Welcome to the Skull Session.
The Ohio State football media team kept cookin’ on Tuesday.
Let's have a good Wednesday, shall we?
HEALTHY EXPECTATIONS. Despite back-to-back 11-win seasons for Ohio State, the core of Buckeye Nation has been shaken by losses to Michigan in both of those years. And understandably so.
The program’s three goals are to beat Michigan, win a Big Ten Championship and win a national championship. The Buckeyes didn't accomplish any of them in the past two seasons. That's why the core has been shaken. Still, I wonder if we are all a little spoiled by Ohio State football.
As mentioned above, a down year for the Buckeyes is 11 wins, but with losses to Michigan, no conference title, and no CFP trophy, which makes me wonder how everyone would act if things were worse around here. The thing is, Ohio State hasn't been “bad” in 55 years. That's what AP Polls from all those years would tell me, at least.
So, yeah, maybe we are a little spoiled by Ohio State football. But I think that's a good thing. The Buckeyes have been so good for so long that we have expectations. Beating Michigan has now become a requirement. The same can be said for winning a Big Ten Championship. Fans also expect the team to contend for a national championship year in and year out. And I think all of that is good.
The 2023 season will be big for Ryan Day and the Buckeyes. Ohio State fans are hungry for a win over the Wolverines, for a stage to be rolled in on Lucas Oil Stadium's turf as scarlet and gray confetti falls toward the ground and for Day to hoist that black and gold CFP trophy in Houston.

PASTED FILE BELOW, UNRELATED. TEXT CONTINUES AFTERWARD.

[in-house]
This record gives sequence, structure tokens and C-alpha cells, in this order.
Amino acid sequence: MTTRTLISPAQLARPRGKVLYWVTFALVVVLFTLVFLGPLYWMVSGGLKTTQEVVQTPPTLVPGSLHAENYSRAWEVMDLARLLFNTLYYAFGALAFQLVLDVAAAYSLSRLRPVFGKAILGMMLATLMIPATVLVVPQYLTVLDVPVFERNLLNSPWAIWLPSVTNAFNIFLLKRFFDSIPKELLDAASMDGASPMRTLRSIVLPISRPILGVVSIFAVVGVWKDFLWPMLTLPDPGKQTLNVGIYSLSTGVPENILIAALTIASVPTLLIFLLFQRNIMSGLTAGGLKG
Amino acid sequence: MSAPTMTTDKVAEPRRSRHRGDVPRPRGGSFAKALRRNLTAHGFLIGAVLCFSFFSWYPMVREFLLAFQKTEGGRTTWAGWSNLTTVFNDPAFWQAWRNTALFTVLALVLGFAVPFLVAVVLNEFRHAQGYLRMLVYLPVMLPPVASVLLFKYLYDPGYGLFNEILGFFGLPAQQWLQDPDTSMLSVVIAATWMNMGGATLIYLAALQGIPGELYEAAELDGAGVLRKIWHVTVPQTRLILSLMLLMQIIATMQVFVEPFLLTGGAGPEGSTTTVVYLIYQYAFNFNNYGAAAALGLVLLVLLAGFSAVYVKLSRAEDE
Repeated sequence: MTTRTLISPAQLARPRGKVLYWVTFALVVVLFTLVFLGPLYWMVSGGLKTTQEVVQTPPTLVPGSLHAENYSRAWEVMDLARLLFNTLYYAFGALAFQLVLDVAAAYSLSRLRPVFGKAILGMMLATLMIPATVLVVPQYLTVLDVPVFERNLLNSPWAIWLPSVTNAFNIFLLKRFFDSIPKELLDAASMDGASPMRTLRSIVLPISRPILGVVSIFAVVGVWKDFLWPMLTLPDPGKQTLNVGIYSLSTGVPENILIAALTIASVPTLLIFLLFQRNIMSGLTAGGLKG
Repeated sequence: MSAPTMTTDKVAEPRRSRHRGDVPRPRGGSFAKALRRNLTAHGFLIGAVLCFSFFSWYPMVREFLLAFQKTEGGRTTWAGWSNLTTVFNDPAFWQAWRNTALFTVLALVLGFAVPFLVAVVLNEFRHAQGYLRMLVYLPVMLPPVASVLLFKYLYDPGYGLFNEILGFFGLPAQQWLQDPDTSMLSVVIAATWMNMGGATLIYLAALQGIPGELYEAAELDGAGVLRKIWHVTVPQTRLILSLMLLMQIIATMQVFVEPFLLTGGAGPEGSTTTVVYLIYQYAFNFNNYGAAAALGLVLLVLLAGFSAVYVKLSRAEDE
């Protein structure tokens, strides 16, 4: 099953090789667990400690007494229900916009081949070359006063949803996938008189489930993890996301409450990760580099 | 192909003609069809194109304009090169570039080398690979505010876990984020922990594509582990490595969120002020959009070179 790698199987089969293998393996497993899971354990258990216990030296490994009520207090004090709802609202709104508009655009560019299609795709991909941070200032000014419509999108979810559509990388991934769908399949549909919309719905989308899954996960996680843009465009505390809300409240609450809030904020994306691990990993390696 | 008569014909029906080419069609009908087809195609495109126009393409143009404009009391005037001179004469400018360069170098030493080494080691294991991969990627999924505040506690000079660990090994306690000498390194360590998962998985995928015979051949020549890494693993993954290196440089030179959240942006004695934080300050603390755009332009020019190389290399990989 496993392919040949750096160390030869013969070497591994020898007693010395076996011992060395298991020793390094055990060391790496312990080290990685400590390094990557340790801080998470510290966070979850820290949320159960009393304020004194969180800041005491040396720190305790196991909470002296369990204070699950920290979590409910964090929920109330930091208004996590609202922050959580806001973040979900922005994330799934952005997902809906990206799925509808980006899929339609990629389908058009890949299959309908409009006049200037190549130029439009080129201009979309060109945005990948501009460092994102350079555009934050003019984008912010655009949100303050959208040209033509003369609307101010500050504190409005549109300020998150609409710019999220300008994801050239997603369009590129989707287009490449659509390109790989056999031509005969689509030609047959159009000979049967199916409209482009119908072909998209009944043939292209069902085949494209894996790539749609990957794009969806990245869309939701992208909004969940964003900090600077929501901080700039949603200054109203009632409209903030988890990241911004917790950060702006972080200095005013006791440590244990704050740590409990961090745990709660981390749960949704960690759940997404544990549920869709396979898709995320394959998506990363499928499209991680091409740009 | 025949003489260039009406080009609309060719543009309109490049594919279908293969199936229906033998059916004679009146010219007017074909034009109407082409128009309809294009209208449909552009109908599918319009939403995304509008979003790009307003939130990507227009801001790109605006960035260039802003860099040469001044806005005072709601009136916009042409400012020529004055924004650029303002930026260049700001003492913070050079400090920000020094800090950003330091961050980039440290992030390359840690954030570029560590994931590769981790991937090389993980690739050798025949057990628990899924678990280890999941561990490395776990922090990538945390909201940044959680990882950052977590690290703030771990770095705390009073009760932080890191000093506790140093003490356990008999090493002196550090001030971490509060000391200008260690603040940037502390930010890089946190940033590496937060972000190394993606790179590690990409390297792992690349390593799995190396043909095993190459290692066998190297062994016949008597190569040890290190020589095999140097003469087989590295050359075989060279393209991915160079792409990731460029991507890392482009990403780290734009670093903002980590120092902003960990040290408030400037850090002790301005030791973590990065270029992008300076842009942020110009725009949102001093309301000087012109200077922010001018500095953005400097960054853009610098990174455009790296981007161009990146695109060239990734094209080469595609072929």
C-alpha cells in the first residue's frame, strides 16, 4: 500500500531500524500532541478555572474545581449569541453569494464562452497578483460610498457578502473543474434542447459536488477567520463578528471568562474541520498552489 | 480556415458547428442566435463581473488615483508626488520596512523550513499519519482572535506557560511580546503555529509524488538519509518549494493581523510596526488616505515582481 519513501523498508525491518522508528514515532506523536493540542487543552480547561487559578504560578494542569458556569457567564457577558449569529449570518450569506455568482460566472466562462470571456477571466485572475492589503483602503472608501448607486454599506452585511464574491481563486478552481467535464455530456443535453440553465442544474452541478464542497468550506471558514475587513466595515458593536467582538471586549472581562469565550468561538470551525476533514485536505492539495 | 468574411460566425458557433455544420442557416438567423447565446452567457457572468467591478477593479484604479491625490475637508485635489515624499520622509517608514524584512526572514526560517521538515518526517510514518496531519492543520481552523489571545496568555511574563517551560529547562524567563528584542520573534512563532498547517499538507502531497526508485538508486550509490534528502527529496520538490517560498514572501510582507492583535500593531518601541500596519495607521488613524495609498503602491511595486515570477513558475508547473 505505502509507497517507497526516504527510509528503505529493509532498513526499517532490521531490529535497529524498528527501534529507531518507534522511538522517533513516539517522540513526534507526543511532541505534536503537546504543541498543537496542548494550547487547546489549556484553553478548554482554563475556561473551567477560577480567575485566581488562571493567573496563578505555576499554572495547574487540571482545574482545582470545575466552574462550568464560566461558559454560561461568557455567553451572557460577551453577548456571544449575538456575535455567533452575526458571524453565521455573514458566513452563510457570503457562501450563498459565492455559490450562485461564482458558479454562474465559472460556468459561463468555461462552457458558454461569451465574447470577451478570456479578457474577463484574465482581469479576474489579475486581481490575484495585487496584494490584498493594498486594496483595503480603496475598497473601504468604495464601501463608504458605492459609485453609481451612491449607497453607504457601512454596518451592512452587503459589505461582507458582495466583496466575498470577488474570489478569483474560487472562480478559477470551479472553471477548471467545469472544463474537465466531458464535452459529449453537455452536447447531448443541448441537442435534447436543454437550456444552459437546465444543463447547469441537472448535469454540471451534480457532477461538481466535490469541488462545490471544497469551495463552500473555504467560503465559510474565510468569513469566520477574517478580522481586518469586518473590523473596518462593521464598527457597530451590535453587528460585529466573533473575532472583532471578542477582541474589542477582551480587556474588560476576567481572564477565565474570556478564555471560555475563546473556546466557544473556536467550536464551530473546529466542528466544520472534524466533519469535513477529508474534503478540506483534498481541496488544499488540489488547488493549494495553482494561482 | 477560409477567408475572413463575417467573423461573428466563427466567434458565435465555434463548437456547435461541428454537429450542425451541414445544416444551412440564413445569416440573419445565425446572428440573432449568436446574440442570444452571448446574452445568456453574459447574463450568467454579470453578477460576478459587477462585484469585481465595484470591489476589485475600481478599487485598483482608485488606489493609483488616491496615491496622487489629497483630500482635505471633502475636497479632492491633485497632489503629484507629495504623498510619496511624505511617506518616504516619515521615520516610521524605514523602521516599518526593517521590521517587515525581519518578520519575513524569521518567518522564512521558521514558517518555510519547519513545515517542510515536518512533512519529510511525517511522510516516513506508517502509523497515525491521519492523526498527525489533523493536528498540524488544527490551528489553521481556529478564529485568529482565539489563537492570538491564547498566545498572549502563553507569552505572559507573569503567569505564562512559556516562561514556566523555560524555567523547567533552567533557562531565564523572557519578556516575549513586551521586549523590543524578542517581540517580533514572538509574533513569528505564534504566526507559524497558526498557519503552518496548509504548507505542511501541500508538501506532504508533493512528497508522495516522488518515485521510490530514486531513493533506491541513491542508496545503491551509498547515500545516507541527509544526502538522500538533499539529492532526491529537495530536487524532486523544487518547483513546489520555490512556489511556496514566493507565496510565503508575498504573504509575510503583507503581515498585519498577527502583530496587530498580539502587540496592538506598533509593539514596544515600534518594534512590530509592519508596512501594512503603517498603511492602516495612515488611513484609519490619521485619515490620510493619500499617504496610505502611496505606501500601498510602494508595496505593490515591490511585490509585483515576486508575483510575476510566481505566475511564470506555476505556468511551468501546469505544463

Will Ohio State deliver? For the sake of shaken Buckeye Nation, I sure hope it does. That way, the expectations everyone has for the program can look healthy again, as the Buckeyes return to the top of the college football landscape – a place where they belong.
JOE BURROW IS A BUCKEYE. I am probably preaching to the choir here because I write for an Ohio State website, but I need to say this. It's ridiculous when fans of other college football teams badger and make fun of Ohio State fans for claiming Joe Burrow as a Buckeye.
"He didn't even play at Ohio State," "Urban Meyer picked Dwayne Haskins over him," and "He won a Heisman and a national championship at LSU, not at Ohio State" are among the many arguments I read on the cesspool that is Twitter. They are the same points made in a recent episode of the Barstool Sports podcast, Unnecessary Roughness.
I have zero idea who Double Vodka Don is, but his argument here does little to no service for Ohio State fans who claim Burrow as a Buckeye. But he works for Barstool Sports, so I need to temper my expectations.
Thankfully, another Twitter user had the ultimate checkmate for the argument of Burrow as a Buckeye. He took the words straight from the horse's mouth and used a clip of Burrow from a press conference on Feb. 3, 2022.
Checkmate, Im still a Buckeye pic.twitter.com/LxVHfsrhYy— Jimmy Edelbrock (@TopGunEdelbro) January 24, 2023